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Quoting Francoflier (Reply 6):
AF is a big 777 operator, but I don't think any other airline is having anywhere close to the same rate of IFSD with theirs.



Quoting LY777 (Reply 7):
yes, you are right. I think that the problems comes mainly from AF

Is it not also true that AF has operated the 77W longer than any other airline? If it's a "length of service" related issue causing these IFSD, then it might affect AF first and more than other airlines yet, no?



Time flies like an arrow, but fruit flies like a banana!
User currently offlineLY777 From France, joined Nov 2005, 2671 posts, RR: 2
Reply 12, posted (6 years 4 months 3 days 17 hours ago) and read 20302 times:

BTW, last week, there was another IFSD on another AF a/c, on a BAE-146:

link in French:

http://www.crash-aerien.com/forum/viewtopic.php?t=6797



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User currently offlineRamzi From Canada, joined Oct 2006, 535 posts, RR: 0
Reply 13, posted (6 years 4 months 3 days 16 hours ago) and read 19274 times:

I will be flying an AF 77W in July. I am going to try and get my self on an MEA 332 using their codeshare instead, but timing is an issue. All the same, I won't go out of my way not to fly the 777 with AF.


There will come a time when you believe everything is finished - that will be the beginning.
User currently offlineIkramerica From United States of America, joined May 2005, 21476 posts, RR: 60
Reply 14, posted (6 years 4 months 3 days 16 hours ago) and read 19103 times:



Quoting Beaucaire (Thread starter):
.occured last friday on a flight from Paris to the Antilles .The GE powered 777 made an emergency-landing on the Açores ...

It's been what, a few months now since an IFSD on AF? The most recent were SQ, IIRC.

That's well within specs for ETOPS at AF. I really think people responding to this need to know the full story before they start talking about a "replacement" for an aircraft.

Quoting LY777 (Reply 14):
BTW, last week, there was another IFSD on another AF a/c, on a BAE-146:

Must be replaced ASAP.



Of all the things to worry about... the Wookie has no pants.
User currently offlineZuluAviator994 From Australia, joined Mar 2008, 510 posts, RR: 0
Reply 15, posted (6 years 4 months 3 days 15 hours ago) and read 18804 times:

Hm...
Whats the condition of AF's service?
Has there been any unusual crashes due to their maintenence?
It's unfortunate that this is happening to such a great plane.



If Speed is life, Altitude is life insurance. No one has ever collided with the sky.
User currently offlineTWAL1011727 From United States of America, joined Mar 2006, 624 posts, RR: 0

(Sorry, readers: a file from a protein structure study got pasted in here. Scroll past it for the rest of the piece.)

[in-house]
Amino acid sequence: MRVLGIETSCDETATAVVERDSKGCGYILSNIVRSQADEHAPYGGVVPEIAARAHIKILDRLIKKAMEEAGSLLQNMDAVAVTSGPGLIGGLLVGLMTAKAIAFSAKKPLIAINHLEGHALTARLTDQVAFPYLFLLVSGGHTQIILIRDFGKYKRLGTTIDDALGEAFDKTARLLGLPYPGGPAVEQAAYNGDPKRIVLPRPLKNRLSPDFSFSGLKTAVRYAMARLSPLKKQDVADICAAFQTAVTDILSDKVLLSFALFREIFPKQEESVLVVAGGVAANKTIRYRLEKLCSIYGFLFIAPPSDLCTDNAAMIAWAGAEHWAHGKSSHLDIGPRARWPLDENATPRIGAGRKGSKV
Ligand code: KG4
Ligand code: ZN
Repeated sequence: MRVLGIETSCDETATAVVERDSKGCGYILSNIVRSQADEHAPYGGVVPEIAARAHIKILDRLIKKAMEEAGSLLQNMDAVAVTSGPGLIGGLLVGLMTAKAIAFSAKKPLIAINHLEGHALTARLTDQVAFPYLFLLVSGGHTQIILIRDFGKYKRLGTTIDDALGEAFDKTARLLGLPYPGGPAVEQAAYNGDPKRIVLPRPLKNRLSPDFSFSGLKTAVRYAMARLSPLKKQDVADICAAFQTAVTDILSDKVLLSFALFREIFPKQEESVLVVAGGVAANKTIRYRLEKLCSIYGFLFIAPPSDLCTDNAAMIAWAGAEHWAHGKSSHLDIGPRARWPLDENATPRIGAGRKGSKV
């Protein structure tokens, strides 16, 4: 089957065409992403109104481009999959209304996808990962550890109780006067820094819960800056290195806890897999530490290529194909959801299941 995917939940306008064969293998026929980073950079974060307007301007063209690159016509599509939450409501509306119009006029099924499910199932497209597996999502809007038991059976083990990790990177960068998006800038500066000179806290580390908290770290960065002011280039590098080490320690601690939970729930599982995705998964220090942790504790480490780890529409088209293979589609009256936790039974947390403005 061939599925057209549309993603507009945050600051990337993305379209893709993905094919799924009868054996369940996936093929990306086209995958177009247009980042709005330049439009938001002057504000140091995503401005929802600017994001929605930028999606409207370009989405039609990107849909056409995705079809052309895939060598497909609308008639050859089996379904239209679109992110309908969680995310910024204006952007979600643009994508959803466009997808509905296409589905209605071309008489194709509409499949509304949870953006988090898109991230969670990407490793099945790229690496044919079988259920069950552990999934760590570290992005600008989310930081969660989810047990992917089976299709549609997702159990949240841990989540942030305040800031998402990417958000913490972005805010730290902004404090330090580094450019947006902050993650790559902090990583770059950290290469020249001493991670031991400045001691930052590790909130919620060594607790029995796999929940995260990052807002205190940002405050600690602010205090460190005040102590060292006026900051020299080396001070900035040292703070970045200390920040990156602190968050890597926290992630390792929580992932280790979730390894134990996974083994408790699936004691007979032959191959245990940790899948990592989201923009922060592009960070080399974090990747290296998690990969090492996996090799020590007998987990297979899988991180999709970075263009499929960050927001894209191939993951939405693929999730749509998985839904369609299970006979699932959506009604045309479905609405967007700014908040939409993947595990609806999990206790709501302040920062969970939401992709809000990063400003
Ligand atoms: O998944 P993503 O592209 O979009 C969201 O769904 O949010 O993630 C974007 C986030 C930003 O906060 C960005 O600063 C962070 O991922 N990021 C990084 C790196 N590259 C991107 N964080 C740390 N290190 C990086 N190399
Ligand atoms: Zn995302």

Reply 16, posted (6 years 4 months 3 days 14 hours ago) and read 17669 times:

Jesus people....engine failures, although not as common as in years past, do happen.
All the worlds airlines with all the A/C flying at one time ..the odds are there...thats what pilot training is there for.

It goes to show just how safe all A/C are that they aren't dropping out of the sky.

Lets look at the big picture and not isolate a particular airline or aircraft type.

KD


User currently offlineCobra27 From Slovenia, joined May 2001, 1009 posts, RR: 0
Reply 17, posted (6 years 4 months 3 days 14 hours ago) and read 17375 times:

As long as it is only one engine failure, it is ok

The british airways accident was more serious


User currently offlineDocLightning From United States of America, joined Nov 2005, 19415 posts, RR: 58
Reply 18, posted (6 years 4 months 3 days 14 hours ago) and read 17303 times:



Quoting TWAL1011727 (Reply 18):
Jesus people....engine failures, although not as common as in years past, do happen.

Yes, but twin-engine A/C are more common than they were in years past.


User currently offlineTdscanuck From Canada, joined Jan 2006, 12709 posts, RR: 80
Reply 19, posted (6 years 4 months 3 days 13 hours ago) and read 16770 times:



Quoting Beaucaire (Reply 3):
Very few issues with the A340 other than it is less economic than a 777

That's a pretty big issue when you're trying to make money with the thing.

Quoting Francoflier (Reply 6):
It has been suggested in previous similar threads that those are the only 777 that operate to places where the engines would be subjected to more dirt ingestion and 'lower quality' fuel.

There are plenty of Asian operators with 777's...much worse dirt issues and probably similar fuel issues.

Quoting DocLightning (Reply 20):
Quoting TWAL1011727 (Reply 18):
Jesus people....engine failures, although not as common as in years past, do happen.

Yes, but twin-engine A/C are more common than they were in years past.

Right, and a single-engine failure on a twin is perfectly safe. A dual-engine failure is the concerning condition, which isn't what happened. The 737 and A320 fleets have far more IFSD's than the 777 fleet yet nobody is getting freaked out about that.

Tom.


User currently offlineScbriml From United Kingdom, joined Jul 2003, 12394 posts, RR: 46
Reply 20, posted (6 years 4 months 3 days 13 hours ago) and read 16690 times:
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Quoting Tdscanuck (Reply 21):
The 737 and A320 fleets have far more IFSD's than the 777 fleet yet nobody is getting freaked out about that.